The Cable

A Week After Retirement Ray Odierno Lands at JPMorgan Chase & Co.

Ray Odierno has taken a job at JPMorgan Chase.


Less than a week after retiring as the 38th Chief of Staff of the Army, Gen. Ray Odierno has landed a job as senior advisor at JPMorgan Chase & Co., one of the largest banks in the United States.

Odierno, 60, will advise the board and Chief Executive Jamie Dimon, focusing on country risk analysis and security. He will also represent JPMorgan Chase — which had $1.7 trillion assets under management at the end of 2014 — with policymakers, government officials, and clients.

During his tenure as chief of the Army, Odierno, who graduated from West Point in 1976, navigated the drawdown of his force from a wartime high of 570,000 soldiers to the current 490,000. He also pushed for his soldiers to become more active in training and advising missions in Asia, as well as stepped up training and advising missions in Africa and the Middle East.

He was forced to scuttle several high-profile Army acquisition programs that didn’t fit in the tightening of post-war budgets, including a new infantry carrier and an armed scout helicopter — both programs that the service had long insisted were top priorities.  

But the event that will likely define him will be the 55 months he spent commanding troops in Iraq, first as the commander of the 4th Infantry Division in 2003-2004, then heading back in 2006 as deputy commander first to Gen. George Casey, and then Gen. David Petraeus.

Under Petraeus, Odierno was one of the key architects of the surge in 2007-2008 that is credited with helping (at least temporarily) break the back of al Qaeda in Iraq. Arguably his biggest single accomplishment was devising a strategy for successfully disrupting the “rat lines” that allowed militant groups to funnel money and fighters into Baghdad. That dramatically reduced, at least temporarily, the level of violence in the city.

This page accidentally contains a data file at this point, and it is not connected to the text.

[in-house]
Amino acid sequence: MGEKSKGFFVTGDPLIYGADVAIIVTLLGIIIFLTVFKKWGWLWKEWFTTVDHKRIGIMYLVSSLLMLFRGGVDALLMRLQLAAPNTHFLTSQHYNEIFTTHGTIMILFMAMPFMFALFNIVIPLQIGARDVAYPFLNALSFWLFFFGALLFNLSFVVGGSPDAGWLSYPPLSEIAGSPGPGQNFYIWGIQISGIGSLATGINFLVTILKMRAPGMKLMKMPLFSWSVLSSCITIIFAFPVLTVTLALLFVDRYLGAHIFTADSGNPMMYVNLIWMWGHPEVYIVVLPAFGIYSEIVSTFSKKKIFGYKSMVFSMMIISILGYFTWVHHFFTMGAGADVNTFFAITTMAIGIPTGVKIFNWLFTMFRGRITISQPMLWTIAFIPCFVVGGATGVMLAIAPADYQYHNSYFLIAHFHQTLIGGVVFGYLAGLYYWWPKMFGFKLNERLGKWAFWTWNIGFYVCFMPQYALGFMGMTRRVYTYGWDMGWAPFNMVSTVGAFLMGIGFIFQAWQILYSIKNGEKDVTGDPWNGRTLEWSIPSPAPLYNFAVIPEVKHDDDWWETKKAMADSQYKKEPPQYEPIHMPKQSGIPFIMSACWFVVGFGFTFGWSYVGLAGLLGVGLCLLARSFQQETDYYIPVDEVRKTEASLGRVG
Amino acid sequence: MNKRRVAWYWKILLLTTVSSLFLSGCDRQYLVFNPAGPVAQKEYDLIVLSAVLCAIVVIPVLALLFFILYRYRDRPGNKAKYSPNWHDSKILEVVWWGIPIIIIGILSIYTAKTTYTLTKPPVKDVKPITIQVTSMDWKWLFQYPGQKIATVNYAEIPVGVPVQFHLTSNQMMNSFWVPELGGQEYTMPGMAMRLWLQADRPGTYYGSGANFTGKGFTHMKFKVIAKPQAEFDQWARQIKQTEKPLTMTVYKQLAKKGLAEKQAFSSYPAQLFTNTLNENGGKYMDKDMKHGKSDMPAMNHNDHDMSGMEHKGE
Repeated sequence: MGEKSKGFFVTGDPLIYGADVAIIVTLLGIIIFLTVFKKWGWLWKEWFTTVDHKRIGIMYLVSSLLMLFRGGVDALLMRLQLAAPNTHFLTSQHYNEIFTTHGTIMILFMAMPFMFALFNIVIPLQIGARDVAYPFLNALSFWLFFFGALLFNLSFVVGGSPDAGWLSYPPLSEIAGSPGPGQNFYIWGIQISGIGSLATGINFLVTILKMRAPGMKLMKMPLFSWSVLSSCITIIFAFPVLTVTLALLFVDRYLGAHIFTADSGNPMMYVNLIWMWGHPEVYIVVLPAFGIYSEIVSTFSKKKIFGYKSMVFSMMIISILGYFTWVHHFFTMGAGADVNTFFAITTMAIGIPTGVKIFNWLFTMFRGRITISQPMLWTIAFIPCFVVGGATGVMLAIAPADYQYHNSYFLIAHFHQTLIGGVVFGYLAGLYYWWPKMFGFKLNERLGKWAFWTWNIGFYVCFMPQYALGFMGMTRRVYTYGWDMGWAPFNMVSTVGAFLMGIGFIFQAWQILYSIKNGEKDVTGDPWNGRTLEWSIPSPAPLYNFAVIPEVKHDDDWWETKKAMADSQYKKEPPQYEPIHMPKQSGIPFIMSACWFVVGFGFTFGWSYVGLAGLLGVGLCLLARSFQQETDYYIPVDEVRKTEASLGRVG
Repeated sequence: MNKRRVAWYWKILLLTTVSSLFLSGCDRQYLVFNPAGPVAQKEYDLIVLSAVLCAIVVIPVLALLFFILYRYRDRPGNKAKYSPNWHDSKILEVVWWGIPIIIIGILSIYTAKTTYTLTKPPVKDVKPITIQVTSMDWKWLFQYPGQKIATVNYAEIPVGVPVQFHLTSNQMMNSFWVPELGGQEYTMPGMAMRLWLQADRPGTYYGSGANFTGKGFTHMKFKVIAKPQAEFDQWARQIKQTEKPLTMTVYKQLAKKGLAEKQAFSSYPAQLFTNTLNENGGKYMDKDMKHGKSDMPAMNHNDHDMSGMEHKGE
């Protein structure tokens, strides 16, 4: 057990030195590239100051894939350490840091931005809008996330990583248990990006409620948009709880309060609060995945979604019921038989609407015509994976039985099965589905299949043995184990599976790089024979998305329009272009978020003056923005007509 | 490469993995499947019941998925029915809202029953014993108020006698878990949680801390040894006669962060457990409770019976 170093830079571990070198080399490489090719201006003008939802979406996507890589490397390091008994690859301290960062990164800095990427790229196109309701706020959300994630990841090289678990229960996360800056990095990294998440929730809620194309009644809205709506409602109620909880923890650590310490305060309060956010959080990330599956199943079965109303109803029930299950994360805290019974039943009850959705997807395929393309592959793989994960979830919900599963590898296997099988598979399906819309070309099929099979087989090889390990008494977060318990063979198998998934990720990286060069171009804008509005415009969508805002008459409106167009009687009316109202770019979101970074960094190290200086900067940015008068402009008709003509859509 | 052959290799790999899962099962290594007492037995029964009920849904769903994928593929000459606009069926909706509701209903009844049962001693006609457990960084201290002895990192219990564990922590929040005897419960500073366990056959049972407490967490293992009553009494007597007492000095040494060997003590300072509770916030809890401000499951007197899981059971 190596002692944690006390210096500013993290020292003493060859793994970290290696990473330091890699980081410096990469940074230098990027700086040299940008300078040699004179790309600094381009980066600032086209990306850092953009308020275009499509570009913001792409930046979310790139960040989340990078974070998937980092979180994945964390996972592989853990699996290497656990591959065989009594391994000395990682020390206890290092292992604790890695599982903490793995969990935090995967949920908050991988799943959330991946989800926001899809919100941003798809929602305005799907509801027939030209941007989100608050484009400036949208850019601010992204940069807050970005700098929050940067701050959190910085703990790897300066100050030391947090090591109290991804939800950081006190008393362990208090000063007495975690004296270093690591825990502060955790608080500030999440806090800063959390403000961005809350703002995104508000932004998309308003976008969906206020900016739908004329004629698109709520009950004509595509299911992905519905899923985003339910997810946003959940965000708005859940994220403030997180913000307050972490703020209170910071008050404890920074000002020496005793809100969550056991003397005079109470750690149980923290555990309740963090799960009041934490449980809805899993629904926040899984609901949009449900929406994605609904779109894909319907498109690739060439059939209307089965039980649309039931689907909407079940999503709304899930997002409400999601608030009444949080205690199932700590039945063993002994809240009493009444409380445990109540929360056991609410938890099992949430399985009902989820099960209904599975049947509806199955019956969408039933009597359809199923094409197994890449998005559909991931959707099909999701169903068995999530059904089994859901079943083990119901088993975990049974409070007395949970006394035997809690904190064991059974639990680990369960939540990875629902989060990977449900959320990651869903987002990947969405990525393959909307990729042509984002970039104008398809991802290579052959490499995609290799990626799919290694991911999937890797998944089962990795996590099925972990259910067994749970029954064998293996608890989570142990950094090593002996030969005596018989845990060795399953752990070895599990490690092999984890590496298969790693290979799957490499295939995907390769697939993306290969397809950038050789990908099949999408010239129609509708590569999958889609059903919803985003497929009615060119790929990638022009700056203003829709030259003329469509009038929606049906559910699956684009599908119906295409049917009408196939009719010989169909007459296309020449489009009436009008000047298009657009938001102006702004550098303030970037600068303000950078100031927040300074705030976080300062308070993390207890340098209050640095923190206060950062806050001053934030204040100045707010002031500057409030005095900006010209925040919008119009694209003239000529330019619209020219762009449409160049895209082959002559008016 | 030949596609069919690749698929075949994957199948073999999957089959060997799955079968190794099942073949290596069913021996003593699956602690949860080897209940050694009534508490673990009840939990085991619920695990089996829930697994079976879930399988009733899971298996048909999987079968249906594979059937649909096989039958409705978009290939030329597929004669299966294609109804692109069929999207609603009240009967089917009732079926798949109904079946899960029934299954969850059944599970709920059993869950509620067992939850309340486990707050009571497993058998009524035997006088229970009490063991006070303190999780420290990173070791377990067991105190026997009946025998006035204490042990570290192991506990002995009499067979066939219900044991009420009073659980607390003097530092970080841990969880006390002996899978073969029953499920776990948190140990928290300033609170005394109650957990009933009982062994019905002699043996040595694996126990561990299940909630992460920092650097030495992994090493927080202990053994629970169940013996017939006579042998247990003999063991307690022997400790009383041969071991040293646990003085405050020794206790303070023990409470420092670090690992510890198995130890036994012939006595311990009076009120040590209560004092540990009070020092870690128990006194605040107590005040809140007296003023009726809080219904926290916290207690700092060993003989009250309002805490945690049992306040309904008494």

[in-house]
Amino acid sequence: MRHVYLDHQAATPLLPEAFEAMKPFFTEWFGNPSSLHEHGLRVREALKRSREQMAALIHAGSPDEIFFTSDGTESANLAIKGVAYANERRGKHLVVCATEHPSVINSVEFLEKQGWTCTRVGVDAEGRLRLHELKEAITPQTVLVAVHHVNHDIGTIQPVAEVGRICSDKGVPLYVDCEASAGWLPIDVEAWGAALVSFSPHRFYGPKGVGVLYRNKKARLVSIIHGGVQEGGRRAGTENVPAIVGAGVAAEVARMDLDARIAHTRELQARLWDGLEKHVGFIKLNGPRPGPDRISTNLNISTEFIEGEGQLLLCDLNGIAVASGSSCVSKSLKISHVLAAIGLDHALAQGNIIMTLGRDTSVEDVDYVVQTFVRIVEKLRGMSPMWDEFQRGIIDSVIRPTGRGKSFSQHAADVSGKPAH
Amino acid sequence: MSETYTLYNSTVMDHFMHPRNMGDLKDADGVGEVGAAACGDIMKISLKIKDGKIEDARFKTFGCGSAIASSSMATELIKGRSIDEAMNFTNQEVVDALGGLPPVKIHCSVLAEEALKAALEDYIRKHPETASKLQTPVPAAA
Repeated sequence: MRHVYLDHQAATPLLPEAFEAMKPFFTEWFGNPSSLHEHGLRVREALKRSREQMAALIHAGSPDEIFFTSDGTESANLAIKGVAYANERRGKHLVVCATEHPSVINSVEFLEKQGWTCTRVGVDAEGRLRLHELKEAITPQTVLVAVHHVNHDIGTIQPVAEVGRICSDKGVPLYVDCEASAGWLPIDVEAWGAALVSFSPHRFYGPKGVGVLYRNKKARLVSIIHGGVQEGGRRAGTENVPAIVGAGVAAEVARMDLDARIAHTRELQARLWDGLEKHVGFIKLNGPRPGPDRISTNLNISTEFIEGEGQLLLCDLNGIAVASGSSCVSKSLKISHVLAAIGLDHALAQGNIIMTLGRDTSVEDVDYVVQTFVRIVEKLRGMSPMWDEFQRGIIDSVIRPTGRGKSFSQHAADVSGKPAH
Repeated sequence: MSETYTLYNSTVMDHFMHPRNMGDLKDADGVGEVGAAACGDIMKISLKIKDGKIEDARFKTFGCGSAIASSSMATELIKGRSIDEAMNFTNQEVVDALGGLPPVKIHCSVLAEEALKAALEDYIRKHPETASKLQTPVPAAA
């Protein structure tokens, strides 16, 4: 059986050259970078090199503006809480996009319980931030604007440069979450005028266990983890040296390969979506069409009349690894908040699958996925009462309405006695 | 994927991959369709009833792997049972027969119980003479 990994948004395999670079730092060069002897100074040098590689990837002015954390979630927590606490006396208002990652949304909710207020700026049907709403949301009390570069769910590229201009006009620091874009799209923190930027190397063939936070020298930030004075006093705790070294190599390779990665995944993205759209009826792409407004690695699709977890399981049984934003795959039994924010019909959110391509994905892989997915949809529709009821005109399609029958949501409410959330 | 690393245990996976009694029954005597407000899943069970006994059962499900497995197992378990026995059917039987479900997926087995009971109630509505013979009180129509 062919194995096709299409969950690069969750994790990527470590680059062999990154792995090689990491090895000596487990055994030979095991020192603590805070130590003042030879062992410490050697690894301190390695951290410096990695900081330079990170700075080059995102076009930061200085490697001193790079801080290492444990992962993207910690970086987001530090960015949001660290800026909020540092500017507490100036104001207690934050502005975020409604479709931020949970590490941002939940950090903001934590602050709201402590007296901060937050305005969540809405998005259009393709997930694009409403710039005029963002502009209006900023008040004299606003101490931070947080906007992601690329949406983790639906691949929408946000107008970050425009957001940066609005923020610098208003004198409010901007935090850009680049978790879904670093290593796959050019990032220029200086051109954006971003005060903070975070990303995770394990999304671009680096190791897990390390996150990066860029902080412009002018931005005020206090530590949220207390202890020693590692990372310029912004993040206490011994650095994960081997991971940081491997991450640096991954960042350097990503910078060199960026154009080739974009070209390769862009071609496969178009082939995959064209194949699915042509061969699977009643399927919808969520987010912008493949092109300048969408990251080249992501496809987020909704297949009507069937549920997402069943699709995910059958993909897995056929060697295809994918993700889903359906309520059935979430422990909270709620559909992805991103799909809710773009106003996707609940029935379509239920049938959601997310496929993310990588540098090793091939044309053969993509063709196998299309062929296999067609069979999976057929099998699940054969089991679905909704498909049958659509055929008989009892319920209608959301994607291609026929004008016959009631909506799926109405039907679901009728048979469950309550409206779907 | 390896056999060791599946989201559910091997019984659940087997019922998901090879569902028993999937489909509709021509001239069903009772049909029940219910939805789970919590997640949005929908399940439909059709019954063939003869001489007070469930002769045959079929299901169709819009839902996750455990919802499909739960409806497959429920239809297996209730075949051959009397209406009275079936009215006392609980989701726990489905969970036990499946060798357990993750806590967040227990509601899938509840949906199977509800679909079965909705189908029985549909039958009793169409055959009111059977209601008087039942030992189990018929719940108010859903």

He stuck around to take over the war from Petraeus, commanding the effort from 2008 through the end of 2010, where he drew down the combat mission.

He joins a host of other former Defense Department and government officials who have joined private firms to help deal with growing cyberthreats and other turmoil around the world. Petraeus, also a four-star general, who served as Central Intelligence chief, has been hired by KKR & Co. to help the firm make investment decisions. Patrick Carroll, who once headed cases of securities fraud and white-collar crime at the Federal Bureau of Investigation, now works for Goldman Sachs.

“Ray has dedicated his life to serving our country, rising to the top of the Army with proven leadership that delivers results,” Dimon said in the statement announcing the hire. He’ll “provide significant value to our leadership team, the firm and our clients across a wide range of issues.”

Photo credit: Saul Loeb/Getty Images

David Francis was a senior reporter for Foreign Policy, where he covered international finance. @davidcfrancis

Paul McLeary is Foreign Policy’s senior reporter covering the U.S. Defense Department and national security issues. @paulmcleary

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